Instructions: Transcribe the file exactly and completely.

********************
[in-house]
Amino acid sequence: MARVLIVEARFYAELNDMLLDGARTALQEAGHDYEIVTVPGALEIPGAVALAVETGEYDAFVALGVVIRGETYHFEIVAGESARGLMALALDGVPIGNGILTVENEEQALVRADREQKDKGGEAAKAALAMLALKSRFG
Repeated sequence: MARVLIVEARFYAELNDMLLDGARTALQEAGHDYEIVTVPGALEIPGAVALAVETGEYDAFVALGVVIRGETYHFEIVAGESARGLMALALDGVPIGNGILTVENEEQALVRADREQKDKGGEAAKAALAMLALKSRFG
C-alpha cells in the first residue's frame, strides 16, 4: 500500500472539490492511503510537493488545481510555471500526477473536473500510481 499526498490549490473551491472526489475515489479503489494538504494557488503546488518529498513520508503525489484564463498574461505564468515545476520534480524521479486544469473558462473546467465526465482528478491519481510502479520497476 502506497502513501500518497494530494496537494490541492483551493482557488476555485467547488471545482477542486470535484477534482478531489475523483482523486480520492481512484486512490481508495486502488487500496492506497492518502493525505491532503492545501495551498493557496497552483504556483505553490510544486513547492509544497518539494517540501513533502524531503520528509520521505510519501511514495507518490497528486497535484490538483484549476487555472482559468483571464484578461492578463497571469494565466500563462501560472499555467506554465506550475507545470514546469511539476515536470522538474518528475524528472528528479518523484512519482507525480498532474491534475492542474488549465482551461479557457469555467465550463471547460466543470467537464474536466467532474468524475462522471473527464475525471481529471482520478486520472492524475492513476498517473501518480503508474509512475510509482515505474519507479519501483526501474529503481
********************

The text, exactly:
[in-house]
Amino acid sequence: MARVLIVEARFYAELNDMLLDGARTALQEAGHDYEIVTVPGALEIPGAVALAVETGEYDAFVALGVVIRGETYHFEIVAGESARGLMALALDGVPIGNGILTVENEEQALVRADREQKDKGGEAAKAALAMLALKSRFG
Repeated sequence: MARVLIVEARFYAELNDMLLDGARTALQEAGHDYEIVTVPGALEIPGAVALAVETGEYDAFVALGVVIRGETYHFEIVAGESARGLMALALDGVPIGNGILTVENEEQALVRADREQKDKGGEAAKAALAMLALKSRFG
C-alpha cells in the first residue's frame, strides 16, 4: 500500500472539490492511503510537493488545481510555471500526477473536473500510481 499526498490549490473551491472526489475515489479503489494538504494557488503546488518529498513520508503525489484564463498574461505564468515545476520534480524521479486544469473558462473546467465526465482528478491519481510502479520497476 502506497502513501500518497494530494496537494490541492483551493482557488476555485467547488471545482477542486470535484477534482478531489475523483482523486480520492481512484486512490481508495486502488487500496492506497492518502493525505491532503492545501495551498493557496497552483504556483505553490510544486513547492509544497518539494517540501513533502524531503520528509520521505510519501511514495507518490497528486497535484490538483484549476487555472482559468483571464484578461492578463497571469494565466500563462501560472499555467506554465506550475507545470514546469511539476515536470522538474518528475524528472528528479518523484512519482507525480498532474491534475492542474488549465482551461479557457469555467465550463471547460466543470467537464474536466467532474468524475462522471473527464475525471481529471482520478486520472492524475492513476498517473501518480503508474509512475510509482515505474519507479519501483526501474529503481